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Ethan Hampton


Oregon Ethics Law and You

The below is a draft of a talk on Oregon ethics laws I was going to give to incoming members of ASOSU so they were slightly more aware of how they played into state policies. This is not legal advice, I am not a lawyer and never intend to be one. Contact qualified legal council for legal advice (the Oregon Government Ethics Commission is a great resource).

I want to talk about ethics laws in Oregon and how they apply to members of the ASOSU Congress. I know that my knowledge in this area is still lacking, even after some investigation, given the complexity and nuance involved. Luckily, Oregon has the “Oregon Government Ethics Commission”, who is extremely helpful here. Hopefully they will be able to join us for a training at some point in the future.

The first thing to know is that as a member of ASOSU Congress, you are considered a public official! Additionally, the governing bodies of ASOSU are considered public bodies. This comes with some additional requirements that the body leaders have to pay attention to, such as public notification of meetings, but you don’t need to worry about that.

As a public official, you are bound by Oregon Ethics Laws. Before I get any future, I want to mention that ethics are a personal decision, that will occasionally get broader attention if other individuals believe an unethical decision has been made. The consequences for actions determined to be unethical is personal, there won’t be any consequences for the body as a whole.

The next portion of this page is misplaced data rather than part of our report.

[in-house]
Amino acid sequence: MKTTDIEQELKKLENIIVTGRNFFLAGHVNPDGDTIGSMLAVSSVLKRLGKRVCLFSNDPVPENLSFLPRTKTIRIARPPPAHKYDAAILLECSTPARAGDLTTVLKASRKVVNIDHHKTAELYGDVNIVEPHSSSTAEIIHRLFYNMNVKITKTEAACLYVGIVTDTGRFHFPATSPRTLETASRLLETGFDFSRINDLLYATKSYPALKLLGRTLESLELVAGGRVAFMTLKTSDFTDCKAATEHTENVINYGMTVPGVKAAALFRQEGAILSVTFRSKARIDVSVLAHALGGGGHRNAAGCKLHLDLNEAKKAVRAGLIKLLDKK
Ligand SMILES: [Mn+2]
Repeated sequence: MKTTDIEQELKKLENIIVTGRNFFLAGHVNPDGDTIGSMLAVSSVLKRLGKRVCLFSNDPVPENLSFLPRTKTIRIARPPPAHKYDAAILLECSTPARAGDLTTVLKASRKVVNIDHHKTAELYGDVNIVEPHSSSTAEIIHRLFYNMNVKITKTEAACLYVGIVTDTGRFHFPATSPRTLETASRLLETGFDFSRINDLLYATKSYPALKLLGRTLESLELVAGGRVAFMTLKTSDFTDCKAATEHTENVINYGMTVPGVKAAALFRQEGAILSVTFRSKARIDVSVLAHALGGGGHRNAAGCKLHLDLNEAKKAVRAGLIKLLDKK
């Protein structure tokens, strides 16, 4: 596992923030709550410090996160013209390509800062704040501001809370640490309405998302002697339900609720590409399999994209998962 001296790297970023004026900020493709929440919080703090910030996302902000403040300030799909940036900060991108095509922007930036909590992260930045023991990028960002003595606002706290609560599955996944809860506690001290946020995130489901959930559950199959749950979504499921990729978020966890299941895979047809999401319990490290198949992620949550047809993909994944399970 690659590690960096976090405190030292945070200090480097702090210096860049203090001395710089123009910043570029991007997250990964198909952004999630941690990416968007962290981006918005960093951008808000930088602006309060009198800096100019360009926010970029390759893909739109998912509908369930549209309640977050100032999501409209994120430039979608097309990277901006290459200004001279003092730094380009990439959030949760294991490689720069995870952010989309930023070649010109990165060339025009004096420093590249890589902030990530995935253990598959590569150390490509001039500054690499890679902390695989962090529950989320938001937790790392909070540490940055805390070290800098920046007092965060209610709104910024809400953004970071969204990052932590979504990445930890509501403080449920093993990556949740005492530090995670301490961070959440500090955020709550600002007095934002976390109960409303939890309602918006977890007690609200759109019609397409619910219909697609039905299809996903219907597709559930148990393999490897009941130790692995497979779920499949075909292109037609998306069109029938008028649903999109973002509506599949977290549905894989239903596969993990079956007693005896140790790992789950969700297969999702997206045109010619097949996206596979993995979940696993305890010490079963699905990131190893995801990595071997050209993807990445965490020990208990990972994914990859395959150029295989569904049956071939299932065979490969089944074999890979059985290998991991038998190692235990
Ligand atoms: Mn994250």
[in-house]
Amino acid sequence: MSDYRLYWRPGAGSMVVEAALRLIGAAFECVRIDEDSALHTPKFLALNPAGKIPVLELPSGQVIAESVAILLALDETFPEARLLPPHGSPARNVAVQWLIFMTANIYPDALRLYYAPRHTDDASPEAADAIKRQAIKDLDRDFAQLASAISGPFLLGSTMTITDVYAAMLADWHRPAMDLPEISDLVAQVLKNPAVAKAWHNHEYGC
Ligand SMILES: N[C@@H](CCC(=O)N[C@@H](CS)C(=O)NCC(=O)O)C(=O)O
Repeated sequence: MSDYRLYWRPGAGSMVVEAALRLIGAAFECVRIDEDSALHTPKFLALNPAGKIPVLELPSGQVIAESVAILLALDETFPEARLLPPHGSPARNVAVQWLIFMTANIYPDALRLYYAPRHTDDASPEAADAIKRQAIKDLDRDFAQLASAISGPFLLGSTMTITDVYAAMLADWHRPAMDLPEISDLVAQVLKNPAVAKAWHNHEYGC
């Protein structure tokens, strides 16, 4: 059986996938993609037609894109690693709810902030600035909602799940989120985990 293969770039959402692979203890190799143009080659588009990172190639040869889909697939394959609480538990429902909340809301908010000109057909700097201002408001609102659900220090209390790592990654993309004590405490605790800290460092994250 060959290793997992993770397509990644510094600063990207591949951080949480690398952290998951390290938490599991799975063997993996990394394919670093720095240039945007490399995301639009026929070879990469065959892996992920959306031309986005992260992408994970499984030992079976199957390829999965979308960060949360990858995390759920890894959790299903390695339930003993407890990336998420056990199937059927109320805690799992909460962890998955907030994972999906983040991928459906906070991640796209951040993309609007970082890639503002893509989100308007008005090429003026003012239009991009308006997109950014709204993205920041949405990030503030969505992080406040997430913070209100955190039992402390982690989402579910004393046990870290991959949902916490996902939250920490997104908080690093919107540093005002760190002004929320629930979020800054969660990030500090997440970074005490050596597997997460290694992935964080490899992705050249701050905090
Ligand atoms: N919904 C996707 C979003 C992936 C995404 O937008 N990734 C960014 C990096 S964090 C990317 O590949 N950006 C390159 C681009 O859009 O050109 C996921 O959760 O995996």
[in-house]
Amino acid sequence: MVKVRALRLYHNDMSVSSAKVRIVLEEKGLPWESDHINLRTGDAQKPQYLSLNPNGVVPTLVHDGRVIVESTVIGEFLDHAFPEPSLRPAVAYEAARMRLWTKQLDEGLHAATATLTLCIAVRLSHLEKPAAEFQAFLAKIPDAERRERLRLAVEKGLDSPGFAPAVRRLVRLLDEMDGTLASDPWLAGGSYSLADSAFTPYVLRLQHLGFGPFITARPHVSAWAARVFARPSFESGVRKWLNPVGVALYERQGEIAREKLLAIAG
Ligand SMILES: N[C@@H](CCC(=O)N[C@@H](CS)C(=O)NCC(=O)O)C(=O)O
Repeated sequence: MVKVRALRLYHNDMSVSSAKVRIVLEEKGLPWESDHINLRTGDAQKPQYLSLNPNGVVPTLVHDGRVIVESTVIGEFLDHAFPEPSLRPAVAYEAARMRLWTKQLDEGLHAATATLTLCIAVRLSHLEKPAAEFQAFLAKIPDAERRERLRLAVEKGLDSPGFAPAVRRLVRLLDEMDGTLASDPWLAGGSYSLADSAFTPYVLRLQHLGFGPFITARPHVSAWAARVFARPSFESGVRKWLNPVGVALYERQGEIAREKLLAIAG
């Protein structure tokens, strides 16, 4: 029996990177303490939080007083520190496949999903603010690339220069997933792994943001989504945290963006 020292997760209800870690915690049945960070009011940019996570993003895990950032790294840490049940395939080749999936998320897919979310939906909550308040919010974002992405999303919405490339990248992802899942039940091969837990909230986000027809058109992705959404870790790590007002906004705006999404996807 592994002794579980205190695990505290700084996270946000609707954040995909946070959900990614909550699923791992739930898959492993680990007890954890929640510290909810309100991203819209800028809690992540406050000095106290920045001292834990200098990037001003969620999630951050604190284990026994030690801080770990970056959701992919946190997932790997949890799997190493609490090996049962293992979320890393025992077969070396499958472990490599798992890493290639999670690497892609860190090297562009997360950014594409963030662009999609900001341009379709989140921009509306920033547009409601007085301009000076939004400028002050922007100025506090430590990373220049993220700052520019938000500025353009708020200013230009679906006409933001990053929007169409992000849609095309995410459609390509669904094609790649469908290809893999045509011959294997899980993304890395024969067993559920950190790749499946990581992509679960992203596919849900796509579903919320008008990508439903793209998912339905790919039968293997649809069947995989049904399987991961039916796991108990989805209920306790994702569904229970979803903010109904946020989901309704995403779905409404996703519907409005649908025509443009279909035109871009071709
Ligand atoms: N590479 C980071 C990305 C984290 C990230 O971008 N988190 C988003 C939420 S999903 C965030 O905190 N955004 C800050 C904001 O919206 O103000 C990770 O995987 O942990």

Additionally, ethics violations can’t role back actions taken by the body. Even if a vote passes or fails because of a vote determined to be unethical, that vote must stand unless reversed by some other means.

I’ve included “Oregon Government Ethics Law: A Guide for Public Officials” which is an official document published by the State of Oregon (2021 PO Guide Final Adopted.pdf). Specifically, I want to draw attention to pages 11-16 which outline regulations regarding conflict of interest. I highly recommend you take the time to read that section and understand what ethical obligations we have as public officials. Additionally, Oregon law makes the distinction between “potential” and “actual” conflict of interest, which has some important implications.

The most important Oregon statute to be aware of regarding conflict of interest is ORS 244.120 (https://oregon.public.law/statutes/ors_244.120); subsection 2 applies to us (though we are members of a legislative assembly, we aren’t members of the Legislative Assembly in Oregon, which would be the House and Senate at the state level). I’ve reproduced it in a simplified form below for convenience:

An elected public official or an appointed public official, when met with a potential conflict of interest, shall announce publicly the nature of the potential conflict prior to taking any action thereon in the capacity of a public official; or

When met with an actual conflict of interest, shall announce publicly the nature of the actual conflict and refrain from participating as a public official in any discussion or debate on the issue out of which the actual conflict arises or from voting on the issue.

Ethics violations can be reported to the Oregon Government Ethics Commission as outlined in ORS 244.260 (https://oregon.public.law/statutes/ors_244.260). There are instances of state lawmakers being investigated for ethics violations (https://www.oregonlive.com/politics/2022/05/oregon-senate-panel-rejects-ethics-complaint-filed-against-portland-lawmaker.html).

Ethan Hampton is a Oregon State Honors College student studying Computer Science. Ethan loves simple but effective ideas that work at a large scale to help make the world a better place

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